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Yoan Pablo Hernandez, Karo Murat and Sebastian Sylvester: Future Stars or Pretenders?

Karo Murat Sebastian Sylvester Yoan Pablo HernandezBy Erik Schmidt: Last weekend at the Jahnsportforum, Neubrandenburg, Mecklenburg-Vorpommern, Germany, German boxers Yoan Pablo Hernandez (18-1, 11 KOs), Sebastian Sylvester (30-3, 15 KOs) and Karo Murat (19-0, 12 KOs) were each successful in their matches against typically low quality opposition. However, in winning the fights, Hernandez, Sylvester and Murat showed little improvement on the deep flaws in their game and made it hard for me to see them as potential champions in the future despite their obvious talent.

To start with, top middleweight contender Sebastian Sylvester (30-3, 15 KOs) stopped Italian Gaetano Nespro (14-5, 2 KOs) in the 7th round of a scheduled 12 for the vacant IBF International middleweight title. This was Sylvester’s first fight since being easily defeated by the weak-punching WBA middleweight champion Felix Sturm in a lopsided 12-round decision loss in November 2008. Sylvester fought poorly in that fight, plodding around, throwing mainly jabs, few combinations and looking one dimensional and very predictable in his offensive attacks.

I had hopes that he would have shown some improvement since then and learned from his loss. However, Sylvester looked the same last Saturday against the unranked 29-year-old Nespro, throwing a lot of jabs, and few combinations when he would throw a power shot. After scoring a knockdown at the end of the 1st round with a big right hand, Sylvester seemed to abandon his early efforts at putting his punches together and began to load up with his right hand.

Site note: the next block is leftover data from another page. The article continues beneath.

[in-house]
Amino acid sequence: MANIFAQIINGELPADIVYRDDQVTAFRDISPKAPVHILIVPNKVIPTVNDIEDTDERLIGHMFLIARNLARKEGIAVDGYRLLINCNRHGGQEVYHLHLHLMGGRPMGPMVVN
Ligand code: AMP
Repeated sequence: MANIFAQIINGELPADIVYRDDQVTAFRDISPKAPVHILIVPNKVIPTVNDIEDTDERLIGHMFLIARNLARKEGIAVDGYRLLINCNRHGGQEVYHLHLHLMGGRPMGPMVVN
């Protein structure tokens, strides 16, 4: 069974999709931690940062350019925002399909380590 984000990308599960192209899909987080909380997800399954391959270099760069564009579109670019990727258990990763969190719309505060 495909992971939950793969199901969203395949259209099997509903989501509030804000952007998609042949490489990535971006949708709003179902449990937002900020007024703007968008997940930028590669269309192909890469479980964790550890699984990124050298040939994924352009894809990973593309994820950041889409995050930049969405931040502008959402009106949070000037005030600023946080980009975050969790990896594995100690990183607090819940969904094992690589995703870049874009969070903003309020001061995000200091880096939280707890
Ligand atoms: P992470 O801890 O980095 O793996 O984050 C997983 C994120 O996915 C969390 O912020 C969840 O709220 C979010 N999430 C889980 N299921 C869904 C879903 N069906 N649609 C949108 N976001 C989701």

In the meantime, he was hit far too many times by Nespro, a fighter that Sylvester should have been able to outclass without any problems. In rounds two through six, Nespro stayed on the outside where he jabbed infrequently and threw short combinations that landed well through Sylvester’s porous defense. However, Sylvester began looking for a big one big shot to end things starting in the 6th round, and abandoning his jab almost completely.

Finally, in the 7th after Sylvester began throwing jabs once again, he found and opening and landed the right hand he had been looking for and put Nespro down for the count at 2:39 of the round. Referee Mickey Vann stopped the fight immediately as Nespro was too hurt to get up from the knockdown.